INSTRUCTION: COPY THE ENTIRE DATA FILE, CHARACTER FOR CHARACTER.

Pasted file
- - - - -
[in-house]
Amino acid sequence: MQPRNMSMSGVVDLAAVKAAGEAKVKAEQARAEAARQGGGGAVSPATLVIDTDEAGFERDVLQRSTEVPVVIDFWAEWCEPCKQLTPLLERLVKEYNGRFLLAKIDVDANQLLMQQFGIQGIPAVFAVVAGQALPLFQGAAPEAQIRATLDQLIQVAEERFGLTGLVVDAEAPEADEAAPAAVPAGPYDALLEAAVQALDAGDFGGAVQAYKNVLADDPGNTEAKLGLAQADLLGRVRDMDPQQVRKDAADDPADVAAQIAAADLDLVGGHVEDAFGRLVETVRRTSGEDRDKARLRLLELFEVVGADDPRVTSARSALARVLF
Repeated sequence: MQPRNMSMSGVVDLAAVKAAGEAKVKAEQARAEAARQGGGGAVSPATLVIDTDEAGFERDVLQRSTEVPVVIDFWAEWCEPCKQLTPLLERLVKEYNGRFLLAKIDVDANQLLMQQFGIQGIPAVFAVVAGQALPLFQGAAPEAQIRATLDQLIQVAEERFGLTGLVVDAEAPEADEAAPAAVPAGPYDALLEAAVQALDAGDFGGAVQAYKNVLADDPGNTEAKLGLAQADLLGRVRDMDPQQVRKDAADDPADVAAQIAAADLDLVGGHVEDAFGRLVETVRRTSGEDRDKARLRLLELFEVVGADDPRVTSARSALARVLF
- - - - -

[in-house]
Amino acid sequence: MQPRNMSMSGVVDLAAVKAAGEAKVKAEQARAEAARQGGGGAVSPATLVIDTDEAGFERDVLQRSTEVPVVIDFWAEWCEPCKQLTPLLERLVKEYNGRFLLAKIDVDANQLLMQQFGIQGIPAVFAVVAGQALPLFQGAAPEAQIRATLDQLIQVAEERFGLTGLVVDAEAPEADEAAPAAVPAGPYDALLEAAVQALDAGDFGGAVQAYKNVLADDPGNTEAKLGLAQADLLGRVRDMDPQQVRKDAADDPADVAAQIAAADLDLVGGHVEDAFGRLVETVRRTSGEDRDKARLRLLELFEVVGADDPRVTSARSALARVLF
Repeated sequence: MQPRNMSMSGVVDLAAVKAAGEAKVKAEQARAEAARQGGGGAVSPATLVIDTDEAGFERDVLQRSTEVPVVIDFWAEWCEPCKQLTPLLERLVKEYNGRFLLAKIDVDANQLLMQQFGIQGIPAVFAVVAGQALPLFQGAAPEAQIRATLDQLIQVAEERFGLTGLVVDAEAPEADEAAPAAVPAGPYDALLEAAVQALDAGDFGGAVQAYKNVLADDPGNTEAKLGLAQADLLGRVRDMDPQQVRKDAADDPADVAAQIAAADLDLVGGHVEDAFGRLVETVRRTSGEDRDKARLRLLELFEVVGADDPRVTSARSALARVLF